Japan's Prime Minister Shinzo Abe on Thursday (17 November) said that he would like to build a relationship of trust when he meets with the President-elect Donald Trump and insisted that the friendship between the two countries is important to Tokyo's diplomacy and security.
Abe, who will meet Trump later on Thursday, will be the first foreign leader to do so since Trump's election victory on 8 November.
The alliance between Japan and US "is the cornerstone of Japan's diplomacy and security. Only when there is trust does an alliance come alive," Kyodo news agency quoted him as saying. Abe added, "I am very honored to see the President elect ahead of other world leaders."
Katsuyuki Kawai, a top aide to Prime Minister Abe, who landed in New York on Monday to meet several Trump advisers and members of the transition team, said that he'd been asked by Trump transition members to not interpret campaign rhetoric literally. "All the people shared the same opinion — that we don't need to be nervous about every single word and phrase said during Mr Trump's campaign," Kawai told Japanese broadcaster NHK.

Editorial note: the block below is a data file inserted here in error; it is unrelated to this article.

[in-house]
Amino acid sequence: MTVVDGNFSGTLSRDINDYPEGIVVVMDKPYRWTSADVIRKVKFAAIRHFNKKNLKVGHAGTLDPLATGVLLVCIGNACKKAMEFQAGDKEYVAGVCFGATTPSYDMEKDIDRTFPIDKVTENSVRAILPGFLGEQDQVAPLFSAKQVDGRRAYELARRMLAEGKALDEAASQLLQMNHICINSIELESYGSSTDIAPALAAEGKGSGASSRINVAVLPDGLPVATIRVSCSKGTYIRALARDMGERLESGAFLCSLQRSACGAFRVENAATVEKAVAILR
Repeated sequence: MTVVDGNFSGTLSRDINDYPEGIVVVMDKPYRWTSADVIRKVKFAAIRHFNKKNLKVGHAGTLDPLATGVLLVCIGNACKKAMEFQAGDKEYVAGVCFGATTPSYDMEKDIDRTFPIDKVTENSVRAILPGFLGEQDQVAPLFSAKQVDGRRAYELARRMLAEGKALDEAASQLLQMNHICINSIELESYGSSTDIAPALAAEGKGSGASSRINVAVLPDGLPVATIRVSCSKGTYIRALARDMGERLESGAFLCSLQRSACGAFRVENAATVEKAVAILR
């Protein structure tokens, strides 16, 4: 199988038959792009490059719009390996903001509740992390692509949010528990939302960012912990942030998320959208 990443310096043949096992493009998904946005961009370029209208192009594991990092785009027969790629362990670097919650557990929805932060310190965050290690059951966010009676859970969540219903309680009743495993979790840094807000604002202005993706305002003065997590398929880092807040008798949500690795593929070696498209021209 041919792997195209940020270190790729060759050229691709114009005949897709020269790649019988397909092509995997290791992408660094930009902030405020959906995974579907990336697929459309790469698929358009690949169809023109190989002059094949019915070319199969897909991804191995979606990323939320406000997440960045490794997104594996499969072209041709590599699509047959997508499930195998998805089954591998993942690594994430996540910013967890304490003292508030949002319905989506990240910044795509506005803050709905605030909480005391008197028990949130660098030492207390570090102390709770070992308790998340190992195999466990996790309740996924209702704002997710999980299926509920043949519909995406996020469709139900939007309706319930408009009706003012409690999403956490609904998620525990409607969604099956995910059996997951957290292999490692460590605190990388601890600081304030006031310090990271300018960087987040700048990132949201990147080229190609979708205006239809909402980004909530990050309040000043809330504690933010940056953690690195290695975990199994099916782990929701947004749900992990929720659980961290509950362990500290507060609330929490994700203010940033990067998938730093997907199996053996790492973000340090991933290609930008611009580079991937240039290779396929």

At the time of the campaign, Trump said that US military could be withdrawn from Japan and South Korea, two long time allies, if they do not pay for upkeep. In an interview with Anderson Cooper in March, Trump indicated that Japan, which had a pacifist constitution until last year, should get nuclear weapons to protect itself from North Korea, reports CNN.
At the time Abe in a public response said "whoever will become the next president of the United States, the Japan-US alliance is the cornerstone of Japan's diplomacy," CNN reported.
According to Reuters, details of the meeting are still unclear. Japanese officials on Wednesday said that they have not yet finalised when or where in New York the meeting would take place.
Tomohiko Taniguchi, a special adviser to Abe said that "He will have to work with Trump for the next four years. This will be good opportunity for them to get to know each other well." Taniguchi added that the US commitment to Japan is larger than the relationship between the two countries and it is a commitment to a wider Indo-Pacific region.